That said, the US dollar has such a dominant role in the global economy that it has actually strengthened during the past month, despite all indications that the Federal Reserve will create as much new money as necessary to combat the economic crisis.
“The US has a luxury other countries do not – owning the world’s reserve currency,” says McArdle. “Since the end of World War 2, key international markets and trade between nations have been priced and settled in US dollars, and central banks globally overweight US dollars and US treasuries in their reserves. This puts the US in the unique position of being able to effectively print money without oversupplying the market, at least for longer than other central banks can. In this liquidity crunch and deleveraging process we’re seeing now, there are simply trillions of dollar-denominated debt, so the demand for dollars is especially strong. I think this is the best explanation for how the Fed can print unprecedented amounts yet the dollar still strengthens in the near-term.”
Amid all this turmoil, bitcoin has a halving event, in which the amount of new Bitcoin issued roughly every ten minutes is cut in half, happening next month. Market analysts have been speculating on how the halving will affect the bitcoin price for more than a year, which the main area of contention being whether or not the effects of this even are already priced into the market. In two recent reports, crypto asset data company Coin Metrics and blockchain infrastructure company Blockware Solutions both indicated that the halving could lead to an initial Bitcoin price drop due to the significant effect miner sell pressure can have on the market.
“There is a consistent sell pressure on the price of bitcoin due to miners having to sell their bitcoin to fund their operations,” explains Blockware Solutions chief executive Matt D’Souza. “Miners receive newly minted bitcoin and are selling fiat out of the system.”
Miners are one of the largest sources of selling pressure because they need to sell bitcoin to fund their operations. This varies according to market conditions, profit margins, and the timing of new mining hardware releases, says Coin Metrics data scientist Kevin Lu. “In recent months, selling pressure has been high since profit margins have been squeezed and because many miners are liquidating existing bitcoin on their balance sheet to purchase the latest generation of mining hardware.”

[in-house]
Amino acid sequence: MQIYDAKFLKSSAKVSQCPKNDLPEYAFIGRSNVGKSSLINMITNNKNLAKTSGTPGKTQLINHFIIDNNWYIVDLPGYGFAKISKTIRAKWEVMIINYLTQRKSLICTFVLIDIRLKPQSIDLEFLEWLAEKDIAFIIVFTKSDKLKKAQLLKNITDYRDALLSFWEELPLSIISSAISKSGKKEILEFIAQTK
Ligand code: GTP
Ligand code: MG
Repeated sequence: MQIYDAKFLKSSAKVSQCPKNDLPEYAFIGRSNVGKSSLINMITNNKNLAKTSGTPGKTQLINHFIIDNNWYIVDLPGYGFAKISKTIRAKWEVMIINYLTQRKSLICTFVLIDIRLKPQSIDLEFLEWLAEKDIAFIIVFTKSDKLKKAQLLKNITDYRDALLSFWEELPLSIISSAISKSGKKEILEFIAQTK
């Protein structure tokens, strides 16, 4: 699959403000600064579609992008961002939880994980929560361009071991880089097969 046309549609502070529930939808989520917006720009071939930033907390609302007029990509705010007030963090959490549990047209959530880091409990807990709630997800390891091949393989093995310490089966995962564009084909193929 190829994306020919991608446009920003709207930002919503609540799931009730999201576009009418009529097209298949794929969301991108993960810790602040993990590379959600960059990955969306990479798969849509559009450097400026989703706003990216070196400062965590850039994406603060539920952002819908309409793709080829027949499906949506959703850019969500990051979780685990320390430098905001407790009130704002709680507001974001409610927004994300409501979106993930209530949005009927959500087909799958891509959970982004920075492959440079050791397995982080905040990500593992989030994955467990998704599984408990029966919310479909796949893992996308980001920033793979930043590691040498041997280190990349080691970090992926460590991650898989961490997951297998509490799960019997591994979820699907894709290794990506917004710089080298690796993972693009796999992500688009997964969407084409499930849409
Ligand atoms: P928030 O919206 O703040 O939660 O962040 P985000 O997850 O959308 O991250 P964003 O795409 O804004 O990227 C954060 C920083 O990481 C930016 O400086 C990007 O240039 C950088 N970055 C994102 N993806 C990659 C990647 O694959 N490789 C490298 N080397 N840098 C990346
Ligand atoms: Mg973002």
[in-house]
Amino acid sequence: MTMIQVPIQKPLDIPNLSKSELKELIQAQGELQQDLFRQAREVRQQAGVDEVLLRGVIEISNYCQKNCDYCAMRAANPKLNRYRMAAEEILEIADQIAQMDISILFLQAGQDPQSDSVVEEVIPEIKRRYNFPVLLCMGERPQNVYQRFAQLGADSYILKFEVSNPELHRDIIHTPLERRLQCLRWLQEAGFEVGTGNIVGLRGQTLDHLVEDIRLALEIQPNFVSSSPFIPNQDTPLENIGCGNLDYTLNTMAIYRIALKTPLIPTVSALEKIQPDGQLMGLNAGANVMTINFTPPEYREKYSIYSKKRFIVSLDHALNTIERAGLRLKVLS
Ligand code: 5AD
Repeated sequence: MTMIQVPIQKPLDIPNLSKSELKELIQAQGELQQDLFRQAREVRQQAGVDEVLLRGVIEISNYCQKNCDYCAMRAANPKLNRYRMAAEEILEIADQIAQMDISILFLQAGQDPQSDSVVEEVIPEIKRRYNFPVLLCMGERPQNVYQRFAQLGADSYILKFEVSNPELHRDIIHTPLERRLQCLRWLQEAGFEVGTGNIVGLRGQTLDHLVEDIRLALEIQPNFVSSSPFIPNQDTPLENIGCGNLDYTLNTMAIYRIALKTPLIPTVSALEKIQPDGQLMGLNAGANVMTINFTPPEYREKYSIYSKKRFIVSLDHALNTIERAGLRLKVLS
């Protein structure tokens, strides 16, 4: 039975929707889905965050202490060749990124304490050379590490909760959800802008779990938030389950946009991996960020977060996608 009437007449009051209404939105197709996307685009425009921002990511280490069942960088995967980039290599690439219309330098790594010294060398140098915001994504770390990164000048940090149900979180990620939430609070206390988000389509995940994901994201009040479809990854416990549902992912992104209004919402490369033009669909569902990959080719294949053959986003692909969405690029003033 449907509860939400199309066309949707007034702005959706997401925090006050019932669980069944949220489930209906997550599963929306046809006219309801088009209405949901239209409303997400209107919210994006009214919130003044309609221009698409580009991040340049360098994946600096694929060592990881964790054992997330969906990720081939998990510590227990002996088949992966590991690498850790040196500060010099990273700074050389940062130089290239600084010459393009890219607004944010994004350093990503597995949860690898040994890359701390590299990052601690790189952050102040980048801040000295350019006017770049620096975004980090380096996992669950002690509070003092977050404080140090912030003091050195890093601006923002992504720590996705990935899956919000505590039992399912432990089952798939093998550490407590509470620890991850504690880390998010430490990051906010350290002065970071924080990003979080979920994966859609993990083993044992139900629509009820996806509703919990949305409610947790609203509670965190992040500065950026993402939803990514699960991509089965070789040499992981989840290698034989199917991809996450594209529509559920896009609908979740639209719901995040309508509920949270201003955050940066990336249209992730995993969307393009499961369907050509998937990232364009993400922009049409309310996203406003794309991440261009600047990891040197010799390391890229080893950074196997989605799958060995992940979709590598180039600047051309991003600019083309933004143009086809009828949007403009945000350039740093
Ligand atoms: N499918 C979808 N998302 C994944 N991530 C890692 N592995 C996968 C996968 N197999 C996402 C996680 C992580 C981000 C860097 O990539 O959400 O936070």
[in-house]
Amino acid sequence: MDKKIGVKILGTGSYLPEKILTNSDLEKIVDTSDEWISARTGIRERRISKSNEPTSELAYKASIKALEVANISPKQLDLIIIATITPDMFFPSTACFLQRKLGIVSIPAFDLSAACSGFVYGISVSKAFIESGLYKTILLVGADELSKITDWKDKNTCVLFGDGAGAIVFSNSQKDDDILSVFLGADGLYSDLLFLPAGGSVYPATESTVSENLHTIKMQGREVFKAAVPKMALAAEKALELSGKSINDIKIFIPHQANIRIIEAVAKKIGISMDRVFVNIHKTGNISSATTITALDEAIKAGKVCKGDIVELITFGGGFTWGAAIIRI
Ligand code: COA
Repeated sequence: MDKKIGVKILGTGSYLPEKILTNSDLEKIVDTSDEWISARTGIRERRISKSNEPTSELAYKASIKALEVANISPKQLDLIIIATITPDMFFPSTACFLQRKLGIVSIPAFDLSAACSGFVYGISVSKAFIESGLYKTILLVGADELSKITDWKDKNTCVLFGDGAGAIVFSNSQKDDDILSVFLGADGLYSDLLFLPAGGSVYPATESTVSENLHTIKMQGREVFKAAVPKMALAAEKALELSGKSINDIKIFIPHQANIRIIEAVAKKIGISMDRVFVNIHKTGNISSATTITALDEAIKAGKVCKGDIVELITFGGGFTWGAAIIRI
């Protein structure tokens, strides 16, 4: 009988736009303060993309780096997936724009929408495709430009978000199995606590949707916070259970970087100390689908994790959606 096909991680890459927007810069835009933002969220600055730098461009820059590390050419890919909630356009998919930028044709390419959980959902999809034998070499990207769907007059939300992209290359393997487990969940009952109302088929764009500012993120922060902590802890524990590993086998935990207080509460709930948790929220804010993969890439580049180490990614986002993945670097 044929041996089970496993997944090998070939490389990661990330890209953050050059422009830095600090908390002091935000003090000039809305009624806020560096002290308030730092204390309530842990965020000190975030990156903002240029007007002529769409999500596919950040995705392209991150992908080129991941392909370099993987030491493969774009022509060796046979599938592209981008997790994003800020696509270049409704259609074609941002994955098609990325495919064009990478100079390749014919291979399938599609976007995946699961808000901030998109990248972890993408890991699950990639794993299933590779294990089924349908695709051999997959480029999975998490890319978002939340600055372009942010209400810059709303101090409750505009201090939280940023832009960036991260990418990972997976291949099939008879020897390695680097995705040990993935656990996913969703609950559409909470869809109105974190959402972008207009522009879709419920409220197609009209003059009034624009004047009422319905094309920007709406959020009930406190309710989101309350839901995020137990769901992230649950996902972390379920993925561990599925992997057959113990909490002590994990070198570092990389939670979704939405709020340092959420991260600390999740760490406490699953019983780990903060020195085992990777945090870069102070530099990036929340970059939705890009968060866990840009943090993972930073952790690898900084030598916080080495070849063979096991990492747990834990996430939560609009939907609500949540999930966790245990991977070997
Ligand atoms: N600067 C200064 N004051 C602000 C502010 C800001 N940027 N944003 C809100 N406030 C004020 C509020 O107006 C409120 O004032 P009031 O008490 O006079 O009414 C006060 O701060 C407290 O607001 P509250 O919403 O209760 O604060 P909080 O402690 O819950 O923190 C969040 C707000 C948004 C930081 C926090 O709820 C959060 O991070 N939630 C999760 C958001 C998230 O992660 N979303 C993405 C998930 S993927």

But D’Souza believes that the market could become much stronger for it in the end. “Ultimately, this will create many inefficient miners and the bitcoin network to experience extreme miner capitulation if these miners remain unprofitable for many weeks or months,” he says. “This will be a healthy cleanse for the network. Inefficient miners that must sell their bitcoin rewards will have to shut off their operations as they will be unprofitable. Now more bitcoin will be allocated to more efficient miners and sell pressure will be reduced from the network.”
Due to the fiat currency inflation and government spending that are expected to occur in the coming years, it’s possible that bitcoin’s ultimate fate could be decided this decade. It’s still possible that the asset could fade away into obscurity, but it also still has the potential to develop into a global, apolitical store of value and medium of exchange.
Digital Society is a digital magazine exploring how technology is changing society. It’s produced as a publishing partnership with Vontobel, but all content is editorially independent. Visit Vontobel Impact for more stories on how technology is shaping the future of society.